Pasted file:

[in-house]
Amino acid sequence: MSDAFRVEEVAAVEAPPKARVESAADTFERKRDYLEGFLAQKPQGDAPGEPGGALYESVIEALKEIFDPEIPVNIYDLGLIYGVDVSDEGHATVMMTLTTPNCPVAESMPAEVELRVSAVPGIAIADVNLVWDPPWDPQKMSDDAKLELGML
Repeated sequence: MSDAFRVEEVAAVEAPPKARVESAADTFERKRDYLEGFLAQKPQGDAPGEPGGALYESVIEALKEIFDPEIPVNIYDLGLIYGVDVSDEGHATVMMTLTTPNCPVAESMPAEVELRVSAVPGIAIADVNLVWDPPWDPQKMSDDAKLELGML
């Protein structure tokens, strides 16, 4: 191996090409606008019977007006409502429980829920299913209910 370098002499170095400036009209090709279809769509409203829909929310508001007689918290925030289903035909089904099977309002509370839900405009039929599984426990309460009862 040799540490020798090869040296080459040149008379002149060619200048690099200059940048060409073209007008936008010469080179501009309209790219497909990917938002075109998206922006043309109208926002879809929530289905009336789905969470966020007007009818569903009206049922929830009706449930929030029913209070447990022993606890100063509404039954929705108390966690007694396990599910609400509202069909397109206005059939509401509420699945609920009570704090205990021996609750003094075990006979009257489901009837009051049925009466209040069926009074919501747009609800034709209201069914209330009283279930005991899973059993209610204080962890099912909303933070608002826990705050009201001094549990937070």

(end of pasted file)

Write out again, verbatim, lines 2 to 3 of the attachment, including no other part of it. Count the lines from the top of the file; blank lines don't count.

Amino acid sequence: MSDAFRVEEVAAVEAPPKARVESAADTFERKRDYLEGFLAQKPQGDAPGEPGGALYESVIEALKEIFDPEIPVNIYDLGLIYGVDVSDEGHATVMMTLTTPNCPVAESMPAEVELRVSAVPGIAIADVNLVWDPPWDPQKMSDDAKLELGML
Repeated sequence: MSDAFRVEEVAAVEAPPKARVESAADTFERKRDYLEGFLAQKPQGDAPGEPGGALYESVIEALKEIFDPEIPVNIYDLGLIYGVDVSDEGHATVMMTLTTPNCPVAESMPAEVELRVSAVPGIAIADVNLVWDPPWDPQKMSDDAKLELGML